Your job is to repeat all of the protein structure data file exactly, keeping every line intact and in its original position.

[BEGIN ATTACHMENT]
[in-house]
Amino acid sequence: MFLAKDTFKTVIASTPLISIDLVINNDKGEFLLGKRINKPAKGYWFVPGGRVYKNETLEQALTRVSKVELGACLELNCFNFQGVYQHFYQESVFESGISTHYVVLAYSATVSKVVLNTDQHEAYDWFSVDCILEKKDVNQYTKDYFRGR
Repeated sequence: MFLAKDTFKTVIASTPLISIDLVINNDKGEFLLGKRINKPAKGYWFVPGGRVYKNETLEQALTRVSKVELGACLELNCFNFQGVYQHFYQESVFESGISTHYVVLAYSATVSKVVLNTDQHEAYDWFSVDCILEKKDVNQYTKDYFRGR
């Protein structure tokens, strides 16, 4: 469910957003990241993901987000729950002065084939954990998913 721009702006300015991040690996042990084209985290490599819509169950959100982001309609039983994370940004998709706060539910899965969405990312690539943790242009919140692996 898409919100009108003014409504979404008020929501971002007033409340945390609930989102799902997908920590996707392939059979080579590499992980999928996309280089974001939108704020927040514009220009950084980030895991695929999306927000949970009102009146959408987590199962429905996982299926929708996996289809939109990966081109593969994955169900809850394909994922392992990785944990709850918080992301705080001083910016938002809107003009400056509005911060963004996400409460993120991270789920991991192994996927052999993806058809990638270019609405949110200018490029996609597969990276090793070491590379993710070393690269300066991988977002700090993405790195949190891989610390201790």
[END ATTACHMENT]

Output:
[in-house]
Amino acid sequence: MFLAKDTFKTVIASTPLISIDLVINNDKGEFLLGKRINKPAKGYWFVPGGRVYKNETLEQALTRVSKVELGACLELNCFNFQGVYQHFYQESVFESGISTHYVVLAYSATVSKVVLNTDQHEAYDWFSVDCILEKKDVNQYTKDYFRGR
Repeated sequence: MFLAKDTFKTVIASTPLISIDLVINNDKGEFLLGKRINKPAKGYWFVPGGRVYKNETLEQALTRVSKVELGACLELNCFNFQGVYQHFYQESVFESGISTHYVVLAYSATVSKVVLNTDQHEAYDWFSVDCILEKKDVNQYTKDYFRGR
């Protein structure tokens, strides 16, 4: 469910957003990241993901987000729950002065084939954990998913 721009702006300015991040690996042990084209985290490599819509169950959100982001309609039983994370940004998709706060539910899965969405990312690539943790242009919140692996 898409919100009108003014409504979404008020929501971002007033409340945390609930989102799902997908920590996707392939059979080579590499992980999928996309280089974001939108704020927040514009220009950084980030895991695929999306927000949970009102009146959408987590199962429905996982299926929708996996289809939109990966081109593969994955169900809850394909994922392992990785944990709850918080992301705080001083910016938002809107003009400056509005911060963004996400409460993120991270789920991991192994996927052999993806058809990638270019609405949110200018490029996609597969990276090793070491590379993710070393690269300066991988977002700090993405790195949190891989610390201790």